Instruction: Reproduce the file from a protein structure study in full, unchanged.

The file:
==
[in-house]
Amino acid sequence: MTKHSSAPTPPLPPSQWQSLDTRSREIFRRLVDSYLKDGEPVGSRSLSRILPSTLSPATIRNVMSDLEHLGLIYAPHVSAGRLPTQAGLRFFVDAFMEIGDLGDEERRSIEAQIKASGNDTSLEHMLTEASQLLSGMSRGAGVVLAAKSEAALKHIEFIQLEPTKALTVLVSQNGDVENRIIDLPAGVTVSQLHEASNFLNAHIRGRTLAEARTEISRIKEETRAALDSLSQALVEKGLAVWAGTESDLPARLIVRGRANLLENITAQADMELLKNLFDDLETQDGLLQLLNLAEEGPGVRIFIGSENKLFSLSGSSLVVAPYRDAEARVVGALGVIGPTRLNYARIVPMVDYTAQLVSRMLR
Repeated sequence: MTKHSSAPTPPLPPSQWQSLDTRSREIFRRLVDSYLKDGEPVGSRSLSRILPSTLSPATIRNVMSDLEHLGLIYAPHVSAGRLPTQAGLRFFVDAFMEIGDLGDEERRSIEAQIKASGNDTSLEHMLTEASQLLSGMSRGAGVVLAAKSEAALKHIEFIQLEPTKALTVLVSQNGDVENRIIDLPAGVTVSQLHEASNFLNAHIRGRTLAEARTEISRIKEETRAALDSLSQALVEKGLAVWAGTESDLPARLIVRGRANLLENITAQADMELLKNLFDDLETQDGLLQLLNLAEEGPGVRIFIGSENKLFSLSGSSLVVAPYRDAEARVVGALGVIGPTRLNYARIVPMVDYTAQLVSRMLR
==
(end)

[in-house]
Amino acid sequence: MTKHSSAPTPPLPPSQWQSLDTRSREIFRRLVDSYLKDGEPVGSRSLSRILPSTLSPATIRNVMSDLEHLGLIYAPHVSAGRLPTQAGLRFFVDAFMEIGDLGDEERRSIEAQIKASGNDTSLEHMLTEASQLLSGMSRGAGVVLAAKSEAALKHIEFIQLEPTKALTVLVSQNGDVENRIIDLPAGVTVSQLHEASNFLNAHIRGRTLAEARTEISRIKEETRAALDSLSQALVEKGLAVWAGTESDLPARLIVRGRANLLENITAQADMELLKNLFDDLETQDGLLQLLNLAEEGPGVRIFIGSENKLFSLSGSSLVVAPYRDAEARVVGALGVIGPTRLNYARIVPMVDYTAQLVSRMLR
Repeated sequence: MTKHSSAPTPPLPPSQWQSLDTRSREIFRRLVDSYLKDGEPVGSRSLSRILPSTLSPATIRNVMSDLEHLGLIYAPHVSAGRLPTQAGLRFFVDAFMEIGDLGDEERRSIEAQIKASGNDTSLEHMLTEASQLLSGMSRGAGVVLAAKSEAALKHIEFIQLEPTKALTVLVSQNGDVENRIIDLPAGVTVSQLHEASNFLNAHIRGRTLAEARTEISRIKEETRAALDSLSQALVEKGLAVWAGTESDLPARLIVRGRANLLENITAQADMELLKNLFDDLETQDGLLQLLNLAEEGPGVRIFIGSENKLFSLSGSSLVVAPYRDAEARVVGALGVIGPTRLNYARIVPMVDYTAQLVSRMLR